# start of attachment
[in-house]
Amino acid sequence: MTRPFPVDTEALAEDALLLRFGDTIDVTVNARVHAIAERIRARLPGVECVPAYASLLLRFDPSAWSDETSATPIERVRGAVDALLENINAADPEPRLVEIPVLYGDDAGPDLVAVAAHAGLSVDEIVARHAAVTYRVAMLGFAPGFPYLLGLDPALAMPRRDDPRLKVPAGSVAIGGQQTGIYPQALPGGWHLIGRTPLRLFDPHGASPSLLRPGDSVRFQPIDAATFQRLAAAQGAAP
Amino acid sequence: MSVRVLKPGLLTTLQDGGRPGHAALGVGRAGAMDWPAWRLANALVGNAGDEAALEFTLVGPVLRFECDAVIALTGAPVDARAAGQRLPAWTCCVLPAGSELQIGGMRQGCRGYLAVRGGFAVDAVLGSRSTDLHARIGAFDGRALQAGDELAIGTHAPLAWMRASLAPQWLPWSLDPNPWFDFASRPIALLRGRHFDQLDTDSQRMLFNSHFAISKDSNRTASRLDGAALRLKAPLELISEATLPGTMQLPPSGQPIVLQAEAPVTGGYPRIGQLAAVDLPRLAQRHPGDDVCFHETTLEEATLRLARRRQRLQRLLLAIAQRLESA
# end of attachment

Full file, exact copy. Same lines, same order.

[in-house]
Amino acid sequence: MTRPFPVDTEALAEDALLLRFGDTIDVTVNARVHAIAERIRARLPGVECVPAYASLLLRFDPSAWSDETSATPIERVRGAVDALLENINAADPEPRLVEIPVLYGDDAGPDLVAVAAHAGLSVDEIVARHAAVTYRVAMLGFAPGFPYLLGLDPALAMPRRDDPRLKVPAGSVAIGGQQTGIYPQALPGGWHLIGRTPLRLFDPHGASPSLLRPGDSVRFQPIDAATFQRLAAAQGAAP
Amino acid sequence: MSVRVLKPGLLTTLQDGGRPGHAALGVGRAGAMDWPAWRLANALVGNAGDEAALEFTLVGPVLRFECDAVIALTGAPVDARAAGQRLPAWTCCVLPAGSELQIGGMRQGCRGYLAVRGGFAVDAVLGSRSTDLHARIGAFDGRALQAGDELAIGTHAPLAWMRASLAPQWLPWSLDPNPWFDFASRPIALLRGRHFDQLDTDSQRMLFNSHFAISKDSNRTASRLDGAALRLKAPLELISEATLPGTMQLPPSGQPIVLQAEAPVTGGYPRIGQLAAVDLPRLAQRHPGDDVCFHETTLEEATLRLARRRQRLQRLLLAIAQRLESA